Mark the metal bar where the beam ends. This line is where your second bend will be.
Place the metal bar onto the brake so that the last bend is facing up and aline the bar to the top plate of the brake on the marked line. Tighten the bolts, check to make sure the metal bar is square in the brake, then fully tighten the wing nut bolts with a wrench.
Bend the metal bar until it’s at a 90-degree angle then remove from the brake.
CUT THE METAL:
After the second bend, you need to cut the metal to finish the bracket. The easiest way to complete this is to place the metal
Remove the metal from the beam then measure the distance from the marked line to the shorter end of the metal. This mark should be right around 1″.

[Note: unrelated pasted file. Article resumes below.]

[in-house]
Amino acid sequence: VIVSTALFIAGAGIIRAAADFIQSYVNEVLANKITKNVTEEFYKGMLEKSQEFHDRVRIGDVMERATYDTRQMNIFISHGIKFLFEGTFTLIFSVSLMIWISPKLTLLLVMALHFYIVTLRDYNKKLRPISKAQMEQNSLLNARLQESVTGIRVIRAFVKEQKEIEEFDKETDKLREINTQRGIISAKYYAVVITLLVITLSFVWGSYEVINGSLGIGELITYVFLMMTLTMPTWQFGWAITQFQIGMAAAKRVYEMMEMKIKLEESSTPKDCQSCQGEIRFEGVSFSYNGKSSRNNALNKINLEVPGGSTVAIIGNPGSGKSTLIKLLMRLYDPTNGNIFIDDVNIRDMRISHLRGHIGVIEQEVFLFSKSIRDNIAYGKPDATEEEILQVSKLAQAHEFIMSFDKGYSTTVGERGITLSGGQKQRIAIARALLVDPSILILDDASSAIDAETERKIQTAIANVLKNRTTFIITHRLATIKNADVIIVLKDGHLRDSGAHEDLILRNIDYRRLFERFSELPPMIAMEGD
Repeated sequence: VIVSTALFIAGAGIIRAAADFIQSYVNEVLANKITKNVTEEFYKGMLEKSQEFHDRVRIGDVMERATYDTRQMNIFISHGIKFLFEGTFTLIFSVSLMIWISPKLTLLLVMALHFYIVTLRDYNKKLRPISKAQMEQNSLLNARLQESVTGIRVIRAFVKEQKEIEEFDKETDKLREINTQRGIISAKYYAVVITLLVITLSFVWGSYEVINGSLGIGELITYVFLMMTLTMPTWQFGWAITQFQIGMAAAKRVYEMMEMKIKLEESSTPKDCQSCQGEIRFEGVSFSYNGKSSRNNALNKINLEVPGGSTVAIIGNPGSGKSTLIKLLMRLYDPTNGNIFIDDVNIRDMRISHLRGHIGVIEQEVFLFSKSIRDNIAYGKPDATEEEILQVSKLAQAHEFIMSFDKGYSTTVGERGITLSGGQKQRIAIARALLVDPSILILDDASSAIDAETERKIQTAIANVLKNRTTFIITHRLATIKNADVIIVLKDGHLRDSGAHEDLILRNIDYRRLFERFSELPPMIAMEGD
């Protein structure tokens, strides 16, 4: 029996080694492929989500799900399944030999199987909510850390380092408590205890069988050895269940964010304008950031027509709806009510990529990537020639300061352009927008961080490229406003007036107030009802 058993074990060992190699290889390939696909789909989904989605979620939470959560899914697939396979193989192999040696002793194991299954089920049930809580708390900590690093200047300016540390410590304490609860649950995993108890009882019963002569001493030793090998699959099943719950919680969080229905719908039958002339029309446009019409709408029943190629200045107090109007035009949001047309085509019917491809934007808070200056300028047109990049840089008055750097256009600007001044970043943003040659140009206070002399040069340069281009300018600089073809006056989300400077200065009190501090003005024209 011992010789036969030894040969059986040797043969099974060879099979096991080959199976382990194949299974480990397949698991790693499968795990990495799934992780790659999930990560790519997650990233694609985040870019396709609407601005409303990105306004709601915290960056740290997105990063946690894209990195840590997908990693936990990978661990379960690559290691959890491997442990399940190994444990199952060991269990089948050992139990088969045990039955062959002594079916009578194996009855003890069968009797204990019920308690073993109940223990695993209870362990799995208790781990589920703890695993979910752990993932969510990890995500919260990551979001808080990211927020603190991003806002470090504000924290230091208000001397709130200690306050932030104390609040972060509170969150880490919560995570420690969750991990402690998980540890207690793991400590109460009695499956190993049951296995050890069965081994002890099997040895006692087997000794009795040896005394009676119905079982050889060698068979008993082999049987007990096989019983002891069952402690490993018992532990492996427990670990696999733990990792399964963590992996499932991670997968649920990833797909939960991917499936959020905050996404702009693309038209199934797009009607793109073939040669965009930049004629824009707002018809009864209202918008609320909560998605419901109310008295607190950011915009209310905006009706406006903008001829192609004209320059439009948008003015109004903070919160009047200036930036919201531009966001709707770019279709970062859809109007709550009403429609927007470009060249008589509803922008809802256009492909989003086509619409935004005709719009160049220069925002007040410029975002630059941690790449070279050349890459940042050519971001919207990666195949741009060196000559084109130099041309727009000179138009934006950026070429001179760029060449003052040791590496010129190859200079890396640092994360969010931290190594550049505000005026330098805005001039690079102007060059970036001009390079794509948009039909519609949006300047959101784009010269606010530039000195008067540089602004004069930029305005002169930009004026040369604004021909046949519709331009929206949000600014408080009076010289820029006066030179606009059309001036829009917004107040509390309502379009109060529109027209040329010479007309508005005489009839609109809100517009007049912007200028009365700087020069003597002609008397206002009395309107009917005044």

Once you have the distance, mark the other side of the metal bracket to this distance. This will be from the marked line to the new distance (about
TIP: Make sure these distances are the same on both sides of the bracket.
The new marked line will be where you cut the metal. Use the metal brake or clamps to clamp the metal bar in place. Then using a hacksaw (or another type of saw that cuts metal), start cutting the metal at the line.
SIDE NOTE: If you are using a hacksaw it can take 5 minutes to cut through the metal.
After the cut is made, use a metal file to file the edges so they are not sharp.
And now you have the bracket. Complete the last three steps again to create the second bracket.
DRILL THROUGH THE METAL: